Combating elderly loneliness with domiciliary care packages

Loneliness is a bigger problem than simply an emotional experience. We all know how it feels to be lonely but did you know that around 1 million older people regularly go an entire month without speaking to anyone?

Half of all people aged 75 and over live alone, and 1 in 10 people aged 65 or over say that they are always or often feel lonely – that is just over a million people. (Source: www.ageuk.org.uk)

To tackle this growing problem there are a lot of services available. Older people need a broad range of opportunities and activities to help tackle loneliness. These can include care and befriending support as well as opportunities that can connect them to their local communities, for example faith, learning, fitness, leisure and cultural activities. Having regular visits from the same person at a regular time can really alleviate those feeling of loneliness. This in turn can give a boost to an individual’s confidence and therefore have an overall improvement for mental and physical health.

Age UK offer a befriending service. A person is assigned who then provides friendly conversation and companionship on a regular basis over a long period of time. There is also a telephone befriending service called ‘Call in time’. The relationship is structured so that the call is made at a pre-arranged and regular time.

Contact the Elderly is a national charity and organises monthly Sunday afternoon tea parties for people over 75 who live alone with little or no support from family and friends. These parties are a lifeline of friendship bringing older people and volunteers together for an afternoon of stories, laughter and conversation.

Here at Sussex Grange a personal home care service can be arranged with our expert carers around the Chichester and Selsey areas. This is a flexible service that delivers the help that our clients need, when they need it. We offer a variety of services and will work with the individual to create a plan to suit their personal requirements. If needs change our service will change. We are here to support our clients who are our central point of focus. For more information, please contact Karen or Tom at Sussex Grange to discuss the requirements.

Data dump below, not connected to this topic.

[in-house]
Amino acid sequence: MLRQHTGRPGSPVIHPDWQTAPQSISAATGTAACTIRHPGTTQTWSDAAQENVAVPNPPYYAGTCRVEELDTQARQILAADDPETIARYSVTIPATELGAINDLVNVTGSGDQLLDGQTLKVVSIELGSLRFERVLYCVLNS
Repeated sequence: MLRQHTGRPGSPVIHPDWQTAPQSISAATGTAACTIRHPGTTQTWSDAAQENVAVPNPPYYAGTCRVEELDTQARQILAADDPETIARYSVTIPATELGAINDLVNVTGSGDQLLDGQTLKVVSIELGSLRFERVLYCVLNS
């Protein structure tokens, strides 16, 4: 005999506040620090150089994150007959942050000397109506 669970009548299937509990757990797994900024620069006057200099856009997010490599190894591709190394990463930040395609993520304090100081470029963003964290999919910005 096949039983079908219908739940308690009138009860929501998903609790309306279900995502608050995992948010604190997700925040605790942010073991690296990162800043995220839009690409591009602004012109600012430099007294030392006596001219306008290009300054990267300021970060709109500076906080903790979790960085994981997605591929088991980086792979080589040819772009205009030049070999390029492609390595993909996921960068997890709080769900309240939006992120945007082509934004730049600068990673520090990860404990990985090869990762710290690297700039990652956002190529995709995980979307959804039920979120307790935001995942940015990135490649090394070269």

Overcoming communication challenges with dementia patients

For those supporting people with Dementia be that family, friends or nursing staff, there is often a lot of anxiety about how to communicate to those who are living with the condition. People feel apprehensive about talking to someone with dementia. They don’t know what to say, or how to respond to what is often perceived as unusual behaviour. At Sussex Grange, we have experience of dealing with many different variations of dementia and find each resident is unique in their response to your behaviour.

Experiencing the direct confusion and uncertainty of a patient or loved one can be a frightening experience. As the condition becomes more acute they begin to lose their grip on the present. They lose the ability to convey thoughts and feelings, they may not recognise friends or family and may think they are in another place or time.

Communication can be frustrating for all. There are a few key things to remember. Think about body language, facial expression and tone of voice. Keep your body language open, your facial expression warm and cheerful and your tone of voice light, positive and confident. This will bring a sense of hope and reassurance to the conversation.

Below are some techniques that can help when communication is particularly challenging:

  • Keep it simple – speak slowly and distinctly.
  • Do not contradict – this could cause increased anxiety. What they are saying is what they “know”.
  • Be patient.
  • Make a meaningful connection – talk about things they enjoy discussing and use happy memories.

A lot of communication challenges tend to have common themes. For example, they keep asking for their mum or dad, they can’t explain why they are feeling sad, they keep asking to go home when they are at home, they are having difficulty finding the right words, they are withdrawn and unresponsive. For more of these common themes and some of the answers to why these things happen there are some great resources on www.dementiauk.org.